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Edmund Bartlett: Jamaica-Cuba-Dom Rep: Tourism threesome, anyone?

Published:Sunday | May 8, 2016 | 5:00 AM
Edmund Bartlett

The growing tourism industry represents the most important form of economic activity in the Caribbean today, with earnings in excess of US$30 billion, providing jobs for one out of every five employed persons and attracting just over 25 million visitors annually. Beyond that, it is the only industry over which the region has both global comparative and competitive advantage.

Nevertheless, despite being the most tourism-dependent region on earth, the Caribbean's share of the global market represents around 2.5 per cent of the 1.2 billion tourism travellers and approximately three per cent of global tourism expenditure. But of even greater significance is the level of tourism-dollar retention ranging between 15 US cents at the low end and 40 US cents at the high end, meaning that tourism consumption by visitors outpaces local production and the host country's capacity to absorb the demand it creates.

This demand for goods and services utilising indigenous materials, skills and technology is at the heart of issues surrounding our economies' absorptive capacity and asks the key question, WHY?

To answer this, we may need to examine our methods of production, our skill sets and our application of technology. Nonetheless, geographic size and our propensity to compete against each other could offer some clues into our less-than-par performance.

 

UNDERPERFORMING

 

Let's take, for example, Jamaica, which now records 3.4 million stopover and cruise visitors and revenues of US$2.5 billion per annum, but nets less than US$300 million after related imports of goods and services are factored. With value added amounting to less that five per cent of GDP and jobs amounting to less than 10 per cent of the island's workforce, one sees readily that Jamaica is underperforming in the realm of its potential to provide significant economic well-being to the country.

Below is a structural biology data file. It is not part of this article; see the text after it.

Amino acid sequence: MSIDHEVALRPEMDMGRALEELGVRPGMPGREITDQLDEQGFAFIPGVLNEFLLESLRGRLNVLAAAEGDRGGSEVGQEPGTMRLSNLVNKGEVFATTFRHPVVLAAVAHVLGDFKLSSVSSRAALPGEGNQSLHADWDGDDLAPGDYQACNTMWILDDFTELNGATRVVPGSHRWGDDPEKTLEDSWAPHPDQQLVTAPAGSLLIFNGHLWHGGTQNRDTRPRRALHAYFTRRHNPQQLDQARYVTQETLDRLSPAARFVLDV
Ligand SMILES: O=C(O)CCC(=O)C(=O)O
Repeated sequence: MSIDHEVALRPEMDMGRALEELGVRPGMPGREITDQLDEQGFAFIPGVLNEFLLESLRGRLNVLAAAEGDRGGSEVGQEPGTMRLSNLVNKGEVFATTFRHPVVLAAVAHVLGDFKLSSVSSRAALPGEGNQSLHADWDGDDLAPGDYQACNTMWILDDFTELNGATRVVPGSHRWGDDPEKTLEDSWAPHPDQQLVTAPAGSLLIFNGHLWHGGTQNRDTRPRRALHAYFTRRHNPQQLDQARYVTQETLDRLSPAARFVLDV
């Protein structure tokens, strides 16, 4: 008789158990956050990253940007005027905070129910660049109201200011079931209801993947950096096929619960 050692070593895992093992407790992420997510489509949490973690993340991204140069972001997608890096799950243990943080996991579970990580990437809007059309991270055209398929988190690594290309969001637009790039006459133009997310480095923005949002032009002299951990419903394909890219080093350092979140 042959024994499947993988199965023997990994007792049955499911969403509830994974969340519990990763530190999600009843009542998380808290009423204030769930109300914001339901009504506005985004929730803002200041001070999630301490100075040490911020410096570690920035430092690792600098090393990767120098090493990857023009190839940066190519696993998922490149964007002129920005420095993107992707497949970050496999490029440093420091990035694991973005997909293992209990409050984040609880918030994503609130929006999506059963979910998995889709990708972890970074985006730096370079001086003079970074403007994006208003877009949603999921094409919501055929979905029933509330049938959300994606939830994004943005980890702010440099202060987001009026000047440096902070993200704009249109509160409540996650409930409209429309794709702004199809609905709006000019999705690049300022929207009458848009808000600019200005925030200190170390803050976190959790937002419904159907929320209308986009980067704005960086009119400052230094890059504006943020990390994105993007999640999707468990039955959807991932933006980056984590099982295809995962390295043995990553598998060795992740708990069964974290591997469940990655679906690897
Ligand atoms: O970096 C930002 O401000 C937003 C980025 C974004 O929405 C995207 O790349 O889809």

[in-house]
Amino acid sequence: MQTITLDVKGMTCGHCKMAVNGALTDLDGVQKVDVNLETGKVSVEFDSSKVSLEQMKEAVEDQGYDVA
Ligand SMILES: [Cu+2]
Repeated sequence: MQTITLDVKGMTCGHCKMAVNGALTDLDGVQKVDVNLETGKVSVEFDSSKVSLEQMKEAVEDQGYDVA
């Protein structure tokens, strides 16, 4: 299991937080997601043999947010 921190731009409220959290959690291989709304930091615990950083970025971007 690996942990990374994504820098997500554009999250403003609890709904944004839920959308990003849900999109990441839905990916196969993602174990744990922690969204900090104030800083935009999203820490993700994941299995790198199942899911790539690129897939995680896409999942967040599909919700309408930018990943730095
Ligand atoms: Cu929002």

While Jamaica needs to respond more robustly to the market, both in terms of increased visitor consumption and increased local production, its scale and resource limitation are militating factors that cannot be overcome readily.

This resource limitation is regularly reflected in the absence of critical mass needed to attract large investments in supply and distributive chains as airlines, tour operators and even manufacturers need capacity to realise economies of scale and maintain competitiveness!

In short, Jamaica, as a single destination, will struggle to achieve the full potential of tourism and will continue to grow at anaemic rates of two to three per cent, and with earnings registering the same lacklustre growth. The Caribbean, too, as an archipelago of mini island states with similar disabilities of poor economies of scale and limited absorptive capacity, will continue to not benefit as much as they could from tourism.

 

RETHINK TOURISM ARCHITECTURE

 

The time has come, then, for a critical rethink on how we treat tourism in the Caribbean. We must look at ourselves and review current methods and practices. Or better yet, let's examine the tourism architecture in its entirety, which we have frankly become too comfortable with.